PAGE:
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position of those who deny any particular explications of the doctrine of immortality in the old testament.) What did Jesus Christ teach more than Moses and the prophets taught? He entered into a more particular detail, be told his hearers, there was weeping and wailing, and gnashing of teeth, a worm that died not, and a fire that was not quenched. But the general thesis, that God would display his attributes in punishing the wicked, and in rewarding the good, this general thesis was as well known to the Jews as it is to christians; and this general thesis is a sufficient ground for the words of the text.

The most that can be concluded from this objection, is, not that the proposition of Jesus Christ was not verified in regard to the Jews, but that it is much more verified in regard to christians : not that the Jews, who resisted Moses and the prophets, were not very guilty, but that christians, who resist the gospel, are much more guilty. We are fully convinced of the truth of this assertion. We wish your minds were duly affected with it. To this purpose we proceed to the application.

First, We address ourselves to infidels. O that you would for once seriously enter into the reasonable disposition of desiring to know and to obey the truth. At least examine, and see. If after all your pains, you can find nothing credible in the christian religion, we own we are strangers to the the human heart, and we must give you up, as belonging to a species of beings different from ours. But what irritates us is to see, that among the many infidels, who are endeavoring to destroy the vitals of religion, there is scarcely one to be found, whose erroneous principles do not originate in a bad heart. It is the heart that disbelieves; it is the

heart which must be attacked; it is the heart that must be convinced.

People doubt because they will doubt. Dreadful disposition! Can nothing discover thine enormity? What is infidelity good for? By what charm doth it lull the soul into a willing ignorance of its origin and end ? If, during the short space

of a mortal life, the love of independence tempt us to please ourselves with joining this monstrous party: how dear will the union cost us, when we come to die!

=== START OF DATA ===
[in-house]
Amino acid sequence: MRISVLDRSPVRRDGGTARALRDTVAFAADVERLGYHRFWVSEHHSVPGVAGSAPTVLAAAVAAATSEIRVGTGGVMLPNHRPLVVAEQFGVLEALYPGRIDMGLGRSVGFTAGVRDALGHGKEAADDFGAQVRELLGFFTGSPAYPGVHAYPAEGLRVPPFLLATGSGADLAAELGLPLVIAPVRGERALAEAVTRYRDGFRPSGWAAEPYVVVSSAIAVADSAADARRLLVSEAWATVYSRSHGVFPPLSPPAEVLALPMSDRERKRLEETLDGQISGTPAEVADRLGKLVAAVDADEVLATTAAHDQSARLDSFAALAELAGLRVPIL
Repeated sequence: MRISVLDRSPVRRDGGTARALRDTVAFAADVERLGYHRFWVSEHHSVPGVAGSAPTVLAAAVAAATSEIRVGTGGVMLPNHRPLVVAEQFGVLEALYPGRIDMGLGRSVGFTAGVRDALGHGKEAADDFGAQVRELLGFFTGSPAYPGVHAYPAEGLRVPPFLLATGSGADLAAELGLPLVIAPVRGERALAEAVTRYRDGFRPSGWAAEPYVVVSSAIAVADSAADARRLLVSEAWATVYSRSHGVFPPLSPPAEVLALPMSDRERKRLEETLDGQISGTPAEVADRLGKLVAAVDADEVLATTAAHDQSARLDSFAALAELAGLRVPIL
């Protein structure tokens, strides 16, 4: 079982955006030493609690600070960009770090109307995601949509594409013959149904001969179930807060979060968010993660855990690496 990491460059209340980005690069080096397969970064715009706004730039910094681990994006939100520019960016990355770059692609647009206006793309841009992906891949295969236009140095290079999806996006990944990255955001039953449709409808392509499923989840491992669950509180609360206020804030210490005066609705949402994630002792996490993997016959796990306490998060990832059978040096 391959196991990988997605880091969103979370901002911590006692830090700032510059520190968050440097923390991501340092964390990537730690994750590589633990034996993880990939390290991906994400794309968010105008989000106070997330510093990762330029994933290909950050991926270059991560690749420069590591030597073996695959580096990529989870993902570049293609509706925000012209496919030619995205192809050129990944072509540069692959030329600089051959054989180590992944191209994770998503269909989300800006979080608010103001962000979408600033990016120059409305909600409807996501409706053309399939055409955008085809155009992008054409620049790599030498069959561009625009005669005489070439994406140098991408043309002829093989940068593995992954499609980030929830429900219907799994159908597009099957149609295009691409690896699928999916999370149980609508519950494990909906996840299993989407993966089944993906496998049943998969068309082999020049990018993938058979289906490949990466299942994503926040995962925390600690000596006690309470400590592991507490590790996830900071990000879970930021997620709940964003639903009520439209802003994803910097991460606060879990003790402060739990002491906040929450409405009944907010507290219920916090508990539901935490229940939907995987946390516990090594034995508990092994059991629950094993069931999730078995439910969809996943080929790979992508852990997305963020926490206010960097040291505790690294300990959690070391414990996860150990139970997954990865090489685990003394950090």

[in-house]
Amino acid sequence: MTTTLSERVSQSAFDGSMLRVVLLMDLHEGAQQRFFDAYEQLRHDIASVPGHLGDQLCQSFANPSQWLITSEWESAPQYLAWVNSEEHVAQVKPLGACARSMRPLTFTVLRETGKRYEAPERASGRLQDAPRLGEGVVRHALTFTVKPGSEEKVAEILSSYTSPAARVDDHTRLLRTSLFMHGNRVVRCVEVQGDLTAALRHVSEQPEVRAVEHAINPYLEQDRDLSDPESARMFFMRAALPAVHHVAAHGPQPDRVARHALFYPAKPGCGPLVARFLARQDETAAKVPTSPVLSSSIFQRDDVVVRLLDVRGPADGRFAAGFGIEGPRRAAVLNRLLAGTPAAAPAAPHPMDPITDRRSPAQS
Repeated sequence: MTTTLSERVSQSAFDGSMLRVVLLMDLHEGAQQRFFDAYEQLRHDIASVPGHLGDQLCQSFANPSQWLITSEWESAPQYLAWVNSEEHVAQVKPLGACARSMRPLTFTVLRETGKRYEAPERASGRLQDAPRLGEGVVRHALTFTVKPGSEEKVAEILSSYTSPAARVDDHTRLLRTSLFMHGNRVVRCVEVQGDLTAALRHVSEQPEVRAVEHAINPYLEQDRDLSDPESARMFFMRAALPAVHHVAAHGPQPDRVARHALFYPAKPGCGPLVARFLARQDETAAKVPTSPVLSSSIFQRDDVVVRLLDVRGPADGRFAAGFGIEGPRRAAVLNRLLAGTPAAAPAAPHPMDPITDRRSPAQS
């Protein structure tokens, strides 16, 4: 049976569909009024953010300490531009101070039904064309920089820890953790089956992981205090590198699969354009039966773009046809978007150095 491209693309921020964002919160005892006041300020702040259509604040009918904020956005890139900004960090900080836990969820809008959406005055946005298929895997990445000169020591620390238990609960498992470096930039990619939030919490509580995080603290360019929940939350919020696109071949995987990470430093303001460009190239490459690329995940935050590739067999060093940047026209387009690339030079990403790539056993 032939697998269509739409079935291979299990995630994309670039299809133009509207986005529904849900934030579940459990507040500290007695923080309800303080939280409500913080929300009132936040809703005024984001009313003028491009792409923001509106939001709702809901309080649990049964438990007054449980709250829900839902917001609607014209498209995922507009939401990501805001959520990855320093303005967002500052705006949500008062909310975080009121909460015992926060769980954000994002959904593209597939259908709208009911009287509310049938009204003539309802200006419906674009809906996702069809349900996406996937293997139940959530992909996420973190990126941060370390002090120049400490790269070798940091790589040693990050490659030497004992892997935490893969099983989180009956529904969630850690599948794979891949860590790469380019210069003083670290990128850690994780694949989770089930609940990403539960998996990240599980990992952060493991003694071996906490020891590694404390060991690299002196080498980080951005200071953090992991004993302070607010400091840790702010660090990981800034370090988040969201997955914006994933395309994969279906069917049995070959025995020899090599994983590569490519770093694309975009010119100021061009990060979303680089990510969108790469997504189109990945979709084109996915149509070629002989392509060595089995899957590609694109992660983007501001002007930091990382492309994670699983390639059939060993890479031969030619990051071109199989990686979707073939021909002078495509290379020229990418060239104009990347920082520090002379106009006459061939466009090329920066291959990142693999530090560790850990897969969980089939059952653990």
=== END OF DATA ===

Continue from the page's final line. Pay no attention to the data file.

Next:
O! were my tongue dipped in the gall nf celestial displeasure, I would describe to you the state of a man expiring in the cruel uncertainties of unbelief; who seeth, in spite of himself, yea, in spite of himself, the truth of that religion, which he hath endeavored to no purpose to eradicate from his heart. Ah! see! every thing contributes to trouble him now.

“ I am dying- I despair of recovering-Physicians have given me over—The sighs and tears of my friends are useless-yet they have nothing else to bestow~Medicines take no effect consultations come to nothing—alas ! not younot my little fortune-the world cannot cure meI must die-It is not a preacher-it is not a religious book-it is not a trifling declaimer-it is death itself that preacheth to me—I feel, I know not what, shivering cold in my blood—I am in a dying sweat -my feet, my hands, every part of my body is wasted—I am more like a corpse than a living body-I am rather dead than alive-I must die Whither am I going? What will become of me? What will become of my body? My God! what a frightful spectacle ! I see it! The horrid torches

-the dismal shroud-the coffin—the pall—the tolling bell—the subterranean abode-carcasesworms-putrefaction- What will become of my soul? I am ignorant of its destiny-I am tumbling headlong into eternal night-my infidelity tells me, my soul is nothing but a portion of subtile matter --another world a vision-immortality a fancyBut yet, I feel, I know not what, that troubles my infidelity--annihilation, terrible as it is, would appear tolerable to me, were not the ideas of heaven and hell to present themselves to me, in spite of myself—But I see that heaven, that immortal mansion of glory shut against me—I see it at an immense distance-I see it a place, which my crimes forbid me to enter-I see a hell-hell, which I have ridiculed—it opens under my feet— I hear the horrible groans of the damned the smoke of the bottomless pit choaks my words, and wraps my thoughts in suffocating darkness.”